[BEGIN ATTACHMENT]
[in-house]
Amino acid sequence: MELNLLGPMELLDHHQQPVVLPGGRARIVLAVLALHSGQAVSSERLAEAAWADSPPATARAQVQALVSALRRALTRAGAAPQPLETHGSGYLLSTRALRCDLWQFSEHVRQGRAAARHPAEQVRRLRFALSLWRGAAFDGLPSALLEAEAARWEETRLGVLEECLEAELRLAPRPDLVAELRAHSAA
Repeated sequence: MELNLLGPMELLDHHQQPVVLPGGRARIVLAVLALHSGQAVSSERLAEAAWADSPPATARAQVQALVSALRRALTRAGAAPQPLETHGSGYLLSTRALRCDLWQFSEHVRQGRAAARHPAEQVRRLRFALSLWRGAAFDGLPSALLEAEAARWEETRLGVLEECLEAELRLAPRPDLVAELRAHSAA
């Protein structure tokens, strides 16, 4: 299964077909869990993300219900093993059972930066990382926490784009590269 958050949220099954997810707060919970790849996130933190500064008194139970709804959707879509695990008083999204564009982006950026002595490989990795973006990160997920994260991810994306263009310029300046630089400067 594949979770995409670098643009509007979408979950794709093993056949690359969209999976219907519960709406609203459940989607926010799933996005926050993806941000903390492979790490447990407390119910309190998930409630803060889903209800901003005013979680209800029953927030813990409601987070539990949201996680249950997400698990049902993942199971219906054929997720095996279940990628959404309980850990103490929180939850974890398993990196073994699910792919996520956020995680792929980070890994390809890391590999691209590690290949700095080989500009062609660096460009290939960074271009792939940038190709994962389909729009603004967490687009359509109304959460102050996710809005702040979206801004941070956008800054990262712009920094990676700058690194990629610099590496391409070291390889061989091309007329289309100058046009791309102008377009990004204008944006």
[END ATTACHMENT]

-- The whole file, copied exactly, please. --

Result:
[in-house]
Amino acid sequence: MELNLLGPMELLDHHQQPVVLPGGRARIVLAVLALHSGQAVSSERLAEAAWADSPPATARAQVQALVSALRRALTRAGAAPQPLETHGSGYLLSTRALRCDLWQFSEHVRQGRAAARHPAEQVRRLRFALSLWRGAAFDGLPSALLEAEAARWEETRLGVLEECLEAELRLAPRPDLVAELRAHSAA
Repeated sequence: MELNLLGPMELLDHHQQPVVLPGGRARIVLAVLALHSGQAVSSERLAEAAWADSPPATARAQVQALVSALRRALTRAGAAPQPLETHGSGYLLSTRALRCDLWQFSEHVRQGRAAARHPAEQVRRLRFALSLWRGAAFDGLPSALLEAEAARWEETRLGVLEECLEAELRLAPRPDLVAELRAHSAA
């Protein structure tokens, strides 16, 4: 299964077909869990993300219900093993059972930066990382926490784009590269 958050949220099954997810707060919970790849996130933190500064008194139970709804959707879509695990008083999204564009982006950026002595490989990795973006990160997920994260991810994306263009310029300046630089400067 594949979770995409670098643009509007979408979950794709093993056949690359969209999976219907519960709406609203459940989607926010799933996005926050993806941000903390492979790490447990407390119910309190998930409630803060889903209800901003005013979680209800029953927030813990409601987070539990949201996680249950997400698990049902993942199971219906054929997720095996279940990628959404309980850990103490929180939850974890398993990196073994699910792919996520956020995680792929980070890994390809890391590999691209590690290949700095080989500009062609660096460009290939960074271009792939940038190709994962389909729009603004967490687009359509109304959460102050996710809005702040979206801004941070956008800054990262712009920094990676700058690194990629610099590496391409070291390889061989091309007329289309100058046009791309102008377009990004204008944006």